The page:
POSTED ON June 10, 2020 BY admin
PADKOS NO 98
Recently we’ve seen some truly historic mobilisations in Canada, blocking railways and blockading ports. They are protesting against a proposed gas pipeline that would to cut through territories and waterways that are deeply significant for indigenous people there, especially for the Wet’suwet’en nation. What’s been especially notable about the protest movement is what Jon Langdon describes as the “convergence of Indigenous communities tired of being railroaded by government and industry, as well as climate justice activists tired of inaction by government in transitioning to renewable, non extractive energy production”.
We were looking forward to welcoming back Canadian/Ghanaian scholar-activist, Jon Langdon, for a padkos palaver to learn about, discuss, and connect with the rebellion. He’s been involved in front-line actions against the pipeline, and we had been planning an amazing interactive discussion about it here. However, his visit to South Africa has been canceled in light of the Covid-19 virus. We are really sorry not to get to see Jon, but delighted & grateful that he nonetheless agreed to look at creative ways of communicating with us from a distance.
Follow this link http://www.socialjusticeradio.onelouder.ca/shows/SJR/SJR_S7%20special%20podcast%20on%20Wet’suwe’ten%20and%20Stop%20Alton%20gas%20movements.mp3 to a podcast Jon has prepared for y’all with input from himself, as well as interviews he’s conducted for us with Robin Tress (Council of Canadians climate justice organizer, and Stop Alton Gas! Activist) and Dorene Bernard (Mi’kmaq Grassroots Grandmother and Water Protector). They’ve both been on the frontlines of that struggle! Also, listen out for some fantastic music alongside the interviews (credits below).
Check out your attached padkos document with three short articles selected by Jon for background on the issues. In the first, Patrick Quinn points out that, after armed police action against indigenous protesters, the “response across Canada has been swift and unprecedented”. One of those arrested, hereditary leader Karla Tait, said: “We needed to be present to call out to the land and give it a voice.” The second piece from Carlito Pablo, outlines the views of Mohawk-scholar Gerald Taiaiake Alfred who argues that for Canada, this is a “revolutionary moment” because it has brought together the power of indigenous nations with “the power of young Canadians who are committed to the environment and social justice”. The final article was written by a group of lawyers and legal academics and points up the “ongoing violations” against indigenous nations by a system of “Canadian Eurocentric Law”.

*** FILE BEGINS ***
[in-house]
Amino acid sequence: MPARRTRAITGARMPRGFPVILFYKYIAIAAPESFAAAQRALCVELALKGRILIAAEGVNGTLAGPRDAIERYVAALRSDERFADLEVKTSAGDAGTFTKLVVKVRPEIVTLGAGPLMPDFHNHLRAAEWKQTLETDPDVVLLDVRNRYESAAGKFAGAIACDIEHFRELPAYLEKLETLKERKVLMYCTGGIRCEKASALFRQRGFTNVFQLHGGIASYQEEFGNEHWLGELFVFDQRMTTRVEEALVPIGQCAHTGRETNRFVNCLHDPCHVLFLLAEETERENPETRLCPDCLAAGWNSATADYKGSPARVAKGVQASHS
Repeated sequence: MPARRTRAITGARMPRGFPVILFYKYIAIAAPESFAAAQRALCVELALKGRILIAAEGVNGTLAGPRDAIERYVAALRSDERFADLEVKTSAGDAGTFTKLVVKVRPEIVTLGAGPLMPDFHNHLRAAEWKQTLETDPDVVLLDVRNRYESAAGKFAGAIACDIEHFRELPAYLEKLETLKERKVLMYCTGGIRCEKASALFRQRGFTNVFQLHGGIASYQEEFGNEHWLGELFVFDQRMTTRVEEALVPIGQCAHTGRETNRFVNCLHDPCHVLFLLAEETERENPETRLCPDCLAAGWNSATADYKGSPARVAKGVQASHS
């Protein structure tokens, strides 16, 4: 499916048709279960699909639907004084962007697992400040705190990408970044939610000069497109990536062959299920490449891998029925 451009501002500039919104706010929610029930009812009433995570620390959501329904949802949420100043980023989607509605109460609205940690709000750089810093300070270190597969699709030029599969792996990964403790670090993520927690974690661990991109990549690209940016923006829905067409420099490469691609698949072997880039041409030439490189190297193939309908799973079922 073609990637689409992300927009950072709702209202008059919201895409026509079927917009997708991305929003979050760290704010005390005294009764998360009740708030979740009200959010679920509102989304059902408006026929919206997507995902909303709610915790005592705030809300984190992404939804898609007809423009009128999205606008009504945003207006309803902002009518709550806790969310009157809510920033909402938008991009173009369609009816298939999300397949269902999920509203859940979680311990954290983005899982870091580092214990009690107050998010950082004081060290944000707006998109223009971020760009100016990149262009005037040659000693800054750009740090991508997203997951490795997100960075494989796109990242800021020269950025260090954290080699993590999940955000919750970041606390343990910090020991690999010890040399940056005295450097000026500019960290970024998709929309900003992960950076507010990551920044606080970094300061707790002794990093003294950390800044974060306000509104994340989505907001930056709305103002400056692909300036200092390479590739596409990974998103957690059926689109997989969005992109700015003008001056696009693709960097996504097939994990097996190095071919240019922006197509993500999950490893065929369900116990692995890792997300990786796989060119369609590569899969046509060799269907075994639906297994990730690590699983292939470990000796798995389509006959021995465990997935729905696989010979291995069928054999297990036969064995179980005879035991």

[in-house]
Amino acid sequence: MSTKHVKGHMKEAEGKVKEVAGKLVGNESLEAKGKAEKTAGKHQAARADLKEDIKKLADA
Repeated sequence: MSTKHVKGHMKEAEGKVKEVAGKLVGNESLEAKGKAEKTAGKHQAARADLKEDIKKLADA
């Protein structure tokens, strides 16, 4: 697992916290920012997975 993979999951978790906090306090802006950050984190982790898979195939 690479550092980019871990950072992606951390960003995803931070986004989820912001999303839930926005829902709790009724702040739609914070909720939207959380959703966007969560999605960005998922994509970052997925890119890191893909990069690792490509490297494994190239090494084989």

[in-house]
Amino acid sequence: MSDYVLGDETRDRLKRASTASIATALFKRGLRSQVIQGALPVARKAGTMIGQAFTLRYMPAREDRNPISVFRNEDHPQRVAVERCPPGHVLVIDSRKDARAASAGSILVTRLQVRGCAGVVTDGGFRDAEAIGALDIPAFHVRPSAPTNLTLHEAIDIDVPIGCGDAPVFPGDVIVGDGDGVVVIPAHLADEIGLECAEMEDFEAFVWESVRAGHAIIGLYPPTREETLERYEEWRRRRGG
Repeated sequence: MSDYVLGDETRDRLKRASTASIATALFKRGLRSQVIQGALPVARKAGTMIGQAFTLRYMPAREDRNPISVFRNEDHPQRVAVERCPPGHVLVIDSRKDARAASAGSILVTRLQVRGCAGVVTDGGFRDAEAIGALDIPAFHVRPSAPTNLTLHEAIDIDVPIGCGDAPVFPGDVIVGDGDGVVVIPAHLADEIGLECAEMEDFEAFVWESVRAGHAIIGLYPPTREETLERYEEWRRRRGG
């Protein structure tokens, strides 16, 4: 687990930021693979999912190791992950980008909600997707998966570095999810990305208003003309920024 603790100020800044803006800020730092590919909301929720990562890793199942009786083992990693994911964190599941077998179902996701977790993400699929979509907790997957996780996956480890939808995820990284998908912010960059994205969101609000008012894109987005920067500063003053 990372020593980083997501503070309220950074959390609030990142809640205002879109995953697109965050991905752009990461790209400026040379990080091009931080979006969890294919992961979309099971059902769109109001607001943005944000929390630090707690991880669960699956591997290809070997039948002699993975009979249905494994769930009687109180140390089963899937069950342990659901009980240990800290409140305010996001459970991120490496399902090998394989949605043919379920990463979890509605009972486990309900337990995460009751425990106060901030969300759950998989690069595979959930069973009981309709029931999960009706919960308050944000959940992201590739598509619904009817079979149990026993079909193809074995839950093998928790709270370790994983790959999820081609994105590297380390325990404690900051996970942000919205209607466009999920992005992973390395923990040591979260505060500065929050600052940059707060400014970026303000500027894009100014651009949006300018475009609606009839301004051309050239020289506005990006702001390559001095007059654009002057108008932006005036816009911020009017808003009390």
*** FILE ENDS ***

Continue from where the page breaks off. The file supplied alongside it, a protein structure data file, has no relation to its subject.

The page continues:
NOTICE: We also want to take this opportunity to announce that, because of the Covid-19 virus situation, we will not be doing any padkos-related gatherings till further notice. We’ll miss not seeing you and learning from you but, in the meantime friends, be safe, be smart, & be kind.
The River written by Coco Love Alcorn
Performed by Coco Love Alcorn and Karla Mundy and her Rhythm ‘n Roots choir, with solo by Noa Neuman Spivak
In your Language written by Betty Supple
Arranged by Rama DelaRosa
Video performance Sisters of Mercy choir members Aly Coy, Amanda Kimmel, Christina Chua, Erika Verlinden, Maria Robbins, Paula Johnson, Sylvia Graber, and Rama DelaRosa
Audio performance Sisters of Mercy choir members Amanda Kimmel, Christina Chua, Cora Robertson, Darlene Gage, Erika Verlinden, Leanna Boyer, Maria Robbins, Moss Dance, Mailyn Bergeron, Paula Johnson, Marianna Butler, Sharyn Carol and Rama DelaRosa
Audio recording by Rama DelaRosa
Audio mixing by Daryl Chonka
Filming and Video Production Sydney Woodward
Produced by Rama DelaRosa
The Water Song
Brought forth by Mashkoonce Day, Wasaw Wahzhoo Banaise Dodem (Condor Clan)
Performed by Dorene Day, Waubanewquay, Marten Clan
Produced by Stephen Lang
The Honor Song
This drumming song, commonly called “The Honor Song”, has become a very powerful song for the Mi’kmaq. Originally composed by Elder Katherine Sorbey, it was gifted to George Paul who then gifted it with Mi’kma’ki.
Performed by Shane Snook